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Enalapril treats high blood pressure in adults and children one month or older. Enalapril is also used to treat congestive heart failure in adults and to delay the onset of kidney failure in people with Alport syndrome. The metabolized form of the treatment competes for the active site of the ACE enzyme and therefore stops it from binding to angiotensin 1 and converting it to angiotensin 2.

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Lotensin is approved to treat high blood pressure and also may be used to reduce a strain on the kidneys in patients with Alport syndrome. It can be used in combination with other medications to halt the disease progression in patients who are not in kidney failure before the start of treatment. A generic form of the treatment also is available from several companies.

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Mavik is approved to treat high blood pressure and congestive heart failure. It is also used to treat some patients after a heart attack. This medication may also be prescribed off-label to people with Alport syndrome as a first-line therapy to treat proteinuria and kidney disease.

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Monopril is the sodium salt of fosinopril, used to treat high blood pressure and heart failure. The active form, fosinoprilat, is an inhibitor of ACE. Patients given Monopril also have a lower incidence of cardiovascular mortality and hospitalization for cardiovascular disease.

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Other Inhibitors

Aldosterone inhibitors are a class of medications that affect the secretion of fluid and the retention of salt in the kidneys. By blocking the binding of aldosterone to its receptor, the amount of water and sodium excreted by the kidneys is increased, and potassium is retained. This class of medication often is prescribed to control blood pressure.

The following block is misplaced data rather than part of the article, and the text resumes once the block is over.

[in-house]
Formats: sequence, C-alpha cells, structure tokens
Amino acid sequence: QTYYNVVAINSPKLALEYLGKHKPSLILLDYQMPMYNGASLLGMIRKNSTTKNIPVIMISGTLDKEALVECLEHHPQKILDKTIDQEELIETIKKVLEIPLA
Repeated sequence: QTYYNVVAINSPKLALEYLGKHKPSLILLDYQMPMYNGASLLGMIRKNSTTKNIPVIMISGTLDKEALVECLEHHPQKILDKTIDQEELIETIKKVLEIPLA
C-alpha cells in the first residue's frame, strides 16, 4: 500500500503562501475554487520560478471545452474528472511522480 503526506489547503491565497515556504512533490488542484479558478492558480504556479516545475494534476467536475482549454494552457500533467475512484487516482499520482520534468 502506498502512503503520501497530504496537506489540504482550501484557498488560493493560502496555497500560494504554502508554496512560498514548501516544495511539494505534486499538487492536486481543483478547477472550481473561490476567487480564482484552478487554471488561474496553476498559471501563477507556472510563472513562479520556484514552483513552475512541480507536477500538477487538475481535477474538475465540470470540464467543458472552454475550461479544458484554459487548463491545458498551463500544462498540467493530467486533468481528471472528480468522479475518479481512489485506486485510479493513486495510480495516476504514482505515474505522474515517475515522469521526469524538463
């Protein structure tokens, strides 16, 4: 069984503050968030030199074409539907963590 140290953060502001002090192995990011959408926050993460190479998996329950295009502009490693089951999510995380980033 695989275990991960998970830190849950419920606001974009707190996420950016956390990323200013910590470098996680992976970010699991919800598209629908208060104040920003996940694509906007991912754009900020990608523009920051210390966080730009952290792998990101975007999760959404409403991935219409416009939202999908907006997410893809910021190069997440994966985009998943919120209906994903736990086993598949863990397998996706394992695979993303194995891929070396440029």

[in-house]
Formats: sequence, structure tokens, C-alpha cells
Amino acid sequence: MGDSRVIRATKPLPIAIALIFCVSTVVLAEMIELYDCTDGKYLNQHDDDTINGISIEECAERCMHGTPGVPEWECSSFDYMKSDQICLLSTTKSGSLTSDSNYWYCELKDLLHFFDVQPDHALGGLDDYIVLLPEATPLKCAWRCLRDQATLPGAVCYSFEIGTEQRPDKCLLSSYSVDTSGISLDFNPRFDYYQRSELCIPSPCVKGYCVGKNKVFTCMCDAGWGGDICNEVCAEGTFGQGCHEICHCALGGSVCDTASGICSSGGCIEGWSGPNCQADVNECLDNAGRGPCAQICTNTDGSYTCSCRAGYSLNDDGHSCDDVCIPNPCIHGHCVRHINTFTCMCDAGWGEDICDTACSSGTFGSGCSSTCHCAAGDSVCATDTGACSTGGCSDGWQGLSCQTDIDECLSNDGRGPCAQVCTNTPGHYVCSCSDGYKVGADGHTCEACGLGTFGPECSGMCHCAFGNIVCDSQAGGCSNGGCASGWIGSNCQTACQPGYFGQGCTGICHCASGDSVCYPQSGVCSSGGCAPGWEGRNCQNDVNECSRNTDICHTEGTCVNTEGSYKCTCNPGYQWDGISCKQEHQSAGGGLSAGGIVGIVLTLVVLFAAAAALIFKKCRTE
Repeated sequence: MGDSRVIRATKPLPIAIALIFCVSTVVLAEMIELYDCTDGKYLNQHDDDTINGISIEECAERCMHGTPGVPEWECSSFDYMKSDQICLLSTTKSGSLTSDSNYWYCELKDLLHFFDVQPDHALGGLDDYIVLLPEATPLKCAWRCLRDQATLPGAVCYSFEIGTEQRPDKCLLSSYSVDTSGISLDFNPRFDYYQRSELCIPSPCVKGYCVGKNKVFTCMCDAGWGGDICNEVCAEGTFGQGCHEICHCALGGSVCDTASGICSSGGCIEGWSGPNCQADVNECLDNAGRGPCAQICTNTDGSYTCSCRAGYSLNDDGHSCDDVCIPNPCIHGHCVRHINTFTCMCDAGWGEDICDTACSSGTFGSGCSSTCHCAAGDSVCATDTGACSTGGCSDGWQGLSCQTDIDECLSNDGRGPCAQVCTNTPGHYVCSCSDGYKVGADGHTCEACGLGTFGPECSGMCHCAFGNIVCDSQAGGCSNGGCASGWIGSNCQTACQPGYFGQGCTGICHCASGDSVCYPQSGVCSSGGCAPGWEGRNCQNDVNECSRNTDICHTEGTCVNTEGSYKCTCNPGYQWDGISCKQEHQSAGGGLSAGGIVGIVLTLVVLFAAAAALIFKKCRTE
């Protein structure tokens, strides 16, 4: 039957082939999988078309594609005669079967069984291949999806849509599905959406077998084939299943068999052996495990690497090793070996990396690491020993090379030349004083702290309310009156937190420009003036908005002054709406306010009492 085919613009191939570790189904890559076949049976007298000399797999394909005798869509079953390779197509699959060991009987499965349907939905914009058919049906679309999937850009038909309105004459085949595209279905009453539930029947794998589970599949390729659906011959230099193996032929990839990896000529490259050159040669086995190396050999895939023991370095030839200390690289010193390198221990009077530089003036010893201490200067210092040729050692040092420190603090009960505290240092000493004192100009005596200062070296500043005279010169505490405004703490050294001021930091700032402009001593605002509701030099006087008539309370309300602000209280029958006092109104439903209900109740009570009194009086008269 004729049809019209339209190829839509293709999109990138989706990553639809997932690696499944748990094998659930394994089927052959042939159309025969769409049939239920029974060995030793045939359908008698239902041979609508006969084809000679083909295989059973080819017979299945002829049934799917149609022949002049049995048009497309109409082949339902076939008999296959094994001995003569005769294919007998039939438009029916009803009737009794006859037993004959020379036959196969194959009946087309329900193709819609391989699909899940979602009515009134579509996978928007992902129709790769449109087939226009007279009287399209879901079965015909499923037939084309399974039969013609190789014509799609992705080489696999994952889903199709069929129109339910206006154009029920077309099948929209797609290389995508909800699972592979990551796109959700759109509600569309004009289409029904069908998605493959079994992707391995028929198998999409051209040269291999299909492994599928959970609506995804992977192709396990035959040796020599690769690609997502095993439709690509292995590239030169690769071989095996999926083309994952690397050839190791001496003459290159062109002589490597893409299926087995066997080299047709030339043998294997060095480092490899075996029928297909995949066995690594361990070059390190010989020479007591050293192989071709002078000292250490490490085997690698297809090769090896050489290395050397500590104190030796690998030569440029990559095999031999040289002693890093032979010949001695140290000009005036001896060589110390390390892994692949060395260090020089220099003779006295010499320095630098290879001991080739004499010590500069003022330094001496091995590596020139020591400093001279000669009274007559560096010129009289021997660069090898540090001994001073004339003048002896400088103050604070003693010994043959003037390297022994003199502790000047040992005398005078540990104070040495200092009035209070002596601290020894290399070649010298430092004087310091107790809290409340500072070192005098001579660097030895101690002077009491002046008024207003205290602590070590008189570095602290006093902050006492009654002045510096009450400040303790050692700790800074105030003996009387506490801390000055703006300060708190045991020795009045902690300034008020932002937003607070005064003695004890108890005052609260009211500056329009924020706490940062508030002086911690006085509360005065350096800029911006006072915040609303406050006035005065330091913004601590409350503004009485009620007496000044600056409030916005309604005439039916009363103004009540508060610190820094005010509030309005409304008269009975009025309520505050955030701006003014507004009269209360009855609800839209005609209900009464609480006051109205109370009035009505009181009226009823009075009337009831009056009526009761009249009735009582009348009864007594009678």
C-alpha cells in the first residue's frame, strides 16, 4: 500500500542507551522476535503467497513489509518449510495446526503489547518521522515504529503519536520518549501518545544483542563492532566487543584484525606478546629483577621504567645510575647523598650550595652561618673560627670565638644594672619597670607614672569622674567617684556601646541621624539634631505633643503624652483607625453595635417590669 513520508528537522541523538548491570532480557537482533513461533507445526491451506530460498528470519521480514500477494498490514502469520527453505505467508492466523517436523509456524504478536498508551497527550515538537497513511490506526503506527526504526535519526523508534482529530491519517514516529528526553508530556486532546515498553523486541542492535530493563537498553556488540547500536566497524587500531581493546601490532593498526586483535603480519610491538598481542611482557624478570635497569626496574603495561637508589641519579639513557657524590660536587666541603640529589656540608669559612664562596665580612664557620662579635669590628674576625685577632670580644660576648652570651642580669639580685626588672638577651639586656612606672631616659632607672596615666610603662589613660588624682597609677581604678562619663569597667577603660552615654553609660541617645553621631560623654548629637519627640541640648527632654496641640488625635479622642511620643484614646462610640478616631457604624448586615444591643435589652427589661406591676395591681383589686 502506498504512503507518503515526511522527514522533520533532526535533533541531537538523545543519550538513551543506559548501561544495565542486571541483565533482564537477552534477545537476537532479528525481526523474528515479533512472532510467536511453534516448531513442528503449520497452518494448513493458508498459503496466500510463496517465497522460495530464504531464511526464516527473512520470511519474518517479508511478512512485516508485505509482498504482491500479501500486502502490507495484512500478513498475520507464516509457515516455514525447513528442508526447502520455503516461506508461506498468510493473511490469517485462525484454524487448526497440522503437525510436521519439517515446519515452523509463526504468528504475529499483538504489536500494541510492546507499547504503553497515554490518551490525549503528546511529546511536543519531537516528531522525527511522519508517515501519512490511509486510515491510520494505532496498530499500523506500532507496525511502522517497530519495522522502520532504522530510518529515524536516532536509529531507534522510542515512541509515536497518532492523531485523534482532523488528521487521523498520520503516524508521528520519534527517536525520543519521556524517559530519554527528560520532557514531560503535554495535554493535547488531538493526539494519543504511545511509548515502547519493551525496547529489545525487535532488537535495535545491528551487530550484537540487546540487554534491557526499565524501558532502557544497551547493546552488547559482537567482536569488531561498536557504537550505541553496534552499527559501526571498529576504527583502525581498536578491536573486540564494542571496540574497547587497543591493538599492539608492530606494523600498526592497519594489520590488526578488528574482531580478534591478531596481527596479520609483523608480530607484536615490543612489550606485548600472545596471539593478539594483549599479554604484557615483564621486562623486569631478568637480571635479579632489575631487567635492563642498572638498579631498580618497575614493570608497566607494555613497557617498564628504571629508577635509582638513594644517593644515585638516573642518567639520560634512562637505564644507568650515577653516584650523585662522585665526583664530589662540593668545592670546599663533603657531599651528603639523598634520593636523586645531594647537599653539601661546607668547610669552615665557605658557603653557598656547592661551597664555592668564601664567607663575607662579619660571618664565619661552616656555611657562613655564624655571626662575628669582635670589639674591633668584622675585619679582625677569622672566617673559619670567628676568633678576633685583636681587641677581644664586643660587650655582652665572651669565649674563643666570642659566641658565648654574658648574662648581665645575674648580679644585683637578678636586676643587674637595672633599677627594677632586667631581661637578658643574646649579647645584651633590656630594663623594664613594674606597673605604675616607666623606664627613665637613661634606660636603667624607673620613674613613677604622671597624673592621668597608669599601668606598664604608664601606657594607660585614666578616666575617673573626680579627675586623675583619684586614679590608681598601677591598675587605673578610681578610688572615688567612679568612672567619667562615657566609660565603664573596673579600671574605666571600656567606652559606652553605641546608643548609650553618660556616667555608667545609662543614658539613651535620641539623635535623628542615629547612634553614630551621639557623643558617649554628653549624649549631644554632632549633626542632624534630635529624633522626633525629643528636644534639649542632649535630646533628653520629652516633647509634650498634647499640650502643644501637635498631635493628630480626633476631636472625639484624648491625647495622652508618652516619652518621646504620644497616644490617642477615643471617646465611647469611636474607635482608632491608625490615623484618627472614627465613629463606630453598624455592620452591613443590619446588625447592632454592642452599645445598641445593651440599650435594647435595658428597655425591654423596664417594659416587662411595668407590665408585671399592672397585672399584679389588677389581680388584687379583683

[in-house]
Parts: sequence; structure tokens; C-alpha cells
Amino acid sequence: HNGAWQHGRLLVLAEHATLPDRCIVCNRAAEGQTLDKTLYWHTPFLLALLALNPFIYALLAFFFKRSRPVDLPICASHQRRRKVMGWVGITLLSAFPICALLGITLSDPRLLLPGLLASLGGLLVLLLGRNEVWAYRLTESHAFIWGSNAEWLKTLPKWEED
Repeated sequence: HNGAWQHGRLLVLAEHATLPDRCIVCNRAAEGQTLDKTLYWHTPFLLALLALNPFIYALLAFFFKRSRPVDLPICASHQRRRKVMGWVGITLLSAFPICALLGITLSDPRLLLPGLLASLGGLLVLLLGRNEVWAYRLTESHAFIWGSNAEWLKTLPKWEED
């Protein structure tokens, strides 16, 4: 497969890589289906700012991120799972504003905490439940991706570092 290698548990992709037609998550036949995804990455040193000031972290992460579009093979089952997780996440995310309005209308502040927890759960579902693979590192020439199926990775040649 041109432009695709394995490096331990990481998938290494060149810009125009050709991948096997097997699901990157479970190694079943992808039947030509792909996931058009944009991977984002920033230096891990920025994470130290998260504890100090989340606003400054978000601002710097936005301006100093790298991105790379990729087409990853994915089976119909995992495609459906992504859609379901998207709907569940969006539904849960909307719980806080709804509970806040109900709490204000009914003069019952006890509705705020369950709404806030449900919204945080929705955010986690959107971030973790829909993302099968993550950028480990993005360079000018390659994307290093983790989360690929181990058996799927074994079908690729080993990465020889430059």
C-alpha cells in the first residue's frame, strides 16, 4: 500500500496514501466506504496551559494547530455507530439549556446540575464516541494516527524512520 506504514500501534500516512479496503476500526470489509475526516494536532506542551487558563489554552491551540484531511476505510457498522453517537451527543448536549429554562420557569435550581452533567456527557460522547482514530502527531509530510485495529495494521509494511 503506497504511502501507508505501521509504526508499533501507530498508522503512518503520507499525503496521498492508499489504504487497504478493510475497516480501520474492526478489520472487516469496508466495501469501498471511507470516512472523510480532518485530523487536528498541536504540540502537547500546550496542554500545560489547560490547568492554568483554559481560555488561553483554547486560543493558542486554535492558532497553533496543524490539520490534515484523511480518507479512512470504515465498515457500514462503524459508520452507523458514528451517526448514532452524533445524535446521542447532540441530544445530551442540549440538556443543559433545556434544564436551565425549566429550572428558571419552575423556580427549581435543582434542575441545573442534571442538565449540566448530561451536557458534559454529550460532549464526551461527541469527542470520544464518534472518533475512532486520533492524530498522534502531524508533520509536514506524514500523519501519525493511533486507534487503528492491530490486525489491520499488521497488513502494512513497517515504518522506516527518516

Angiotensin receptor blockers (ARBs) are medications used to lower blood pressure.

Angiotensin Receptor Blockers

ARBs work by blocking the receptors to which angiotensin normally binds. As a result, blood pressure decreases. They can be taken in combination with ACE inhibitors or used as an alternative in patients who cannot tolerate these medications.

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Aldactone is an aldosterone inhibitor available by prescription from many pharmaceutical companies. It is approved to treat conditions that cause fluid retention, or edema, such as congestive heart failure, hypertension, and kidney disease. It can also be used as a kidney-protective therapy in Alport syndrome.

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Inspra is an aldosterone inhibitor that is used to treat high blood pressure and congestive heart failure after a heart attack. In Alport syndrome patients, it is used to lower blood pressure and to treat proteinuria. Inspra is recommended as a second-line treatment for Alport in combination with ACE inhibitors.